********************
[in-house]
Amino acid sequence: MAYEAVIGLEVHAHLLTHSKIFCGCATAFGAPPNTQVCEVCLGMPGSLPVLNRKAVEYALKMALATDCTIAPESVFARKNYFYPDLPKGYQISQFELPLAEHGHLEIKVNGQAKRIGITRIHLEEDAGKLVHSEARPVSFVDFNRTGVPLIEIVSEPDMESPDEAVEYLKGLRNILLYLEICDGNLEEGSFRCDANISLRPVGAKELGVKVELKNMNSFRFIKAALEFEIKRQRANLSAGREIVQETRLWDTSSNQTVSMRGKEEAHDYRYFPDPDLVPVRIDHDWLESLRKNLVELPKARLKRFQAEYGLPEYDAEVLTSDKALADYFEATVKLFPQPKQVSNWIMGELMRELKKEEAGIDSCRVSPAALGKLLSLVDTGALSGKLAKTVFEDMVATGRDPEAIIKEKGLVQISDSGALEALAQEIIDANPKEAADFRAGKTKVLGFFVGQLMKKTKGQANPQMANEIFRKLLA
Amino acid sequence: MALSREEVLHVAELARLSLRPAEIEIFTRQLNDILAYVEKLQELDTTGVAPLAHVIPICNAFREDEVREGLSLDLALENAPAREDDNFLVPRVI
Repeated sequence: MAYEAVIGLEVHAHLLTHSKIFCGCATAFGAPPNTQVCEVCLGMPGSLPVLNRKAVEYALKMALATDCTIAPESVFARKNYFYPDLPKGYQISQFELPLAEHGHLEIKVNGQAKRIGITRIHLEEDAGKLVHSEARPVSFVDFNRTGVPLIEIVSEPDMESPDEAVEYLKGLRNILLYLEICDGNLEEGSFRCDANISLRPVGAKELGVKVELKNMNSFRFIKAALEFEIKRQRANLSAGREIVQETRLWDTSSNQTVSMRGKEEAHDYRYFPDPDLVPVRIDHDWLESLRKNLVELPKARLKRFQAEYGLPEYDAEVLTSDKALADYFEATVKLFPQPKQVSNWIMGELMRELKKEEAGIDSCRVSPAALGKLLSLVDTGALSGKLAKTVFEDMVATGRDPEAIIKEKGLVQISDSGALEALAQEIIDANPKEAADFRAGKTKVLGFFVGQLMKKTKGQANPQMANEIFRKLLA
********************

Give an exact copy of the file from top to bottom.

[in-house]
Amino acid sequence: MAYEAVIGLEVHAHLLTHSKIFCGCATAFGAPPNTQVCEVCLGMPGSLPVLNRKAVEYALKMALATDCTIAPESVFARKNYFYPDLPKGYQISQFELPLAEHGHLEIKVNGQAKRIGITRIHLEEDAGKLVHSEARPVSFVDFNRTGVPLIEIVSEPDMESPDEAVEYLKGLRNILLYLEICDGNLEEGSFRCDANISLRPVGAKELGVKVELKNMNSFRFIKAALEFEIKRQRANLSAGREIVQETRLWDTSSNQTVSMRGKEEAHDYRYFPDPDLVPVRIDHDWLESLRKNLVELPKARLKRFQAEYGLPEYDAEVLTSDKALADYFEATVKLFPQPKQVSNWIMGELMRELKKEEAGIDSCRVSPAALGKLLSLVDTGALSGKLAKTVFEDMVATGRDPEAIIKEKGLVQISDSGALEALAQEIIDANPKEAADFRAGKTKVLGFFVGQLMKKTKGQANPQMANEIFRKLLA
Amino acid sequence: MALSREEVLHVAELARLSLRPAEIEIFTRQLNDILAYVEKLQELDTTGVAPLAHVIPICNAFREDEVREGLSLDLALENAPAREDDNFLVPRVI
Repeated sequence: MAYEAVIGLEVHAHLLTHSKIFCGCATAFGAPPNTQVCEVCLGMPGSLPVLNRKAVEYALKMALATDCTIAPESVFARKNYFYPDLPKGYQISQFELPLAEHGHLEIKVNGQAKRIGITRIHLEEDAGKLVHSEARPVSFVDFNRTGVPLIEIVSEPDMESPDEAVEYLKGLRNILLYLEICDGNLEEGSFRCDANISLRPVGAKELGVKVELKNMNSFRFIKAALEFEIKRQRANLSAGREIVQETRLWDTSSNQTVSMRGKEEAHDYRYFPDPDLVPVRIDHDWLESLRKNLVELPKARLKRFQAEYGLPEYDAEVLTSDKALADYFEATVKLFPQPKQVSNWIMGELMRELKKEEAGIDSCRVSPAALGKLLSLVDTGALSGKLAKTVFEDMVATGRDPEAIIKEKGLVQISDSGALEALAQEIIDANPKEAADFRAGKTKVLGFFVGQLMKKTKGQANPQMANEIFRKLLA